Differential effect sizes of growth hormone replacement on Quality of Life, well-being and health status in growth hormone deficient patients: a meta-analysis

Jan Berend Deijen, Lucia I Arwert, Joost Witlox, Madeleine L Drent

Research output: Contribution to journalArticleAcademicpeer-review

35 Citations (Scopus)


BACKGROUND: Patients with growth hormone deficiency (GHD) frequently report to suffer from an impaired Quality of Life (QoL) and growth hormone (GH) substitution is found to improve this. However, the same test may be used for measuring QoL, well-being or health status in different studies. QoL has been defined as the subjective appraisal of one's current life based primarily on psychological function. The most important in the appraisal of well-being is mental function and concerning health status patients evaluate physical function as most important. To differentiate the effects of GH replacement on psychological variables in patients with GHD we carried out a number of meta-analyses, classifying questionnaires into instruments measuring QoL, psychological well-being and health status.

METHODS: We searched the electronic databases PUBMED and PiCarta from 1985 to 2004. Studies were included that evaluated the effect of GH on patient-reported outcomes in adults with GHD (aged 18 years and above). According to generally accepted definitions we classified the questionnaires as instruments measuring QoL, well-being and health status. By means of meta-analyses the average effect size (d) for QoL, well-being and health status was calculated.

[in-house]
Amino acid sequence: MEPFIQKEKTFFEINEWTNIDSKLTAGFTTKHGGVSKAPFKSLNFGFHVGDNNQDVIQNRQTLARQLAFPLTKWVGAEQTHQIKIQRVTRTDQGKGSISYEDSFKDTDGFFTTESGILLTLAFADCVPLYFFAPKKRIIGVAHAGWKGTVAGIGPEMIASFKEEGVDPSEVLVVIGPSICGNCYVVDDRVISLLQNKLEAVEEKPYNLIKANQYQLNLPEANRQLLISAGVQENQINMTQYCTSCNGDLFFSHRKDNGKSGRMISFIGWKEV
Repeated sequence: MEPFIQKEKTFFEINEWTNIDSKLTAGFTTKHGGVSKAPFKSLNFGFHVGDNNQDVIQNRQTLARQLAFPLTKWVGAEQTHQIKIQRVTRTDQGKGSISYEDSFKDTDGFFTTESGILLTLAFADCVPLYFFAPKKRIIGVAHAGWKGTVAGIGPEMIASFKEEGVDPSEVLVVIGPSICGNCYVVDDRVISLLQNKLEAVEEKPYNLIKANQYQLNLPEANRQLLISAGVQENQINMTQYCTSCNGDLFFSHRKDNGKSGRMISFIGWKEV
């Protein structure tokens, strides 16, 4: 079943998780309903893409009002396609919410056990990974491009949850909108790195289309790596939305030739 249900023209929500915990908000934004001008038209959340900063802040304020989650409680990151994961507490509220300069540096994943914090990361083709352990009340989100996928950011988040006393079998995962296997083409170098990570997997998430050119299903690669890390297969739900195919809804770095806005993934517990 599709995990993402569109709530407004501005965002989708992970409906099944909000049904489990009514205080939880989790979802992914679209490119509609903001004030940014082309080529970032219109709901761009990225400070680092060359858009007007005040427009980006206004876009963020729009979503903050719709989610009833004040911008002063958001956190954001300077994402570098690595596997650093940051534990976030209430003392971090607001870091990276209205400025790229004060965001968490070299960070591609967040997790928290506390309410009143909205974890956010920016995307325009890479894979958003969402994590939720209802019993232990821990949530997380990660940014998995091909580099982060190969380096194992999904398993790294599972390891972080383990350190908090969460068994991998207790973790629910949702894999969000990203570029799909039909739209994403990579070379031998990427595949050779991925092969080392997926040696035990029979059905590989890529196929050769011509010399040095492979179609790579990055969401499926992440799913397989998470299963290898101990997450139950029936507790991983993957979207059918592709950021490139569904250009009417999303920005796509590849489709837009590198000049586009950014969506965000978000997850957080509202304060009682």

RESULTS AND DISCUSSION: Based on open studies GH replacement is found to improve QoL with a small effect size (d = 0.18), well-being with a medium effect size (d = 0.47) and health status with a small effect size (d = 0.26). As the effect size of well-being is most pronounced the generally reported effects of GH replacement on QoL may be overestimated and actually reflect the effect on well-being.

CONCLUSION: To get more insight in the specific psychological effects of GH treatment it is recommended that instruments selected for these studies should be more consistently classified as instruments measuring QoL, well-being or health status.

Original languageEnglish
Pages (from-to)63
Number of pages7
JournalHealth and quality of life outcomes
Issue number63
Publication statusPublished - 19 Oct 2005


  • Adult
  • Affect
  • Health Status
  • Holistic Health
  • Hormone Replacement Therapy/psychology
  • Human Growth Hormone/deficiency
  • Humans
  • Hypopituitarism/drug therapy
  • Middle Aged
  • Psychometrics
  • Quality of Life/psychology
  • Surveys and Questionnaires
  • Treatment Outcome

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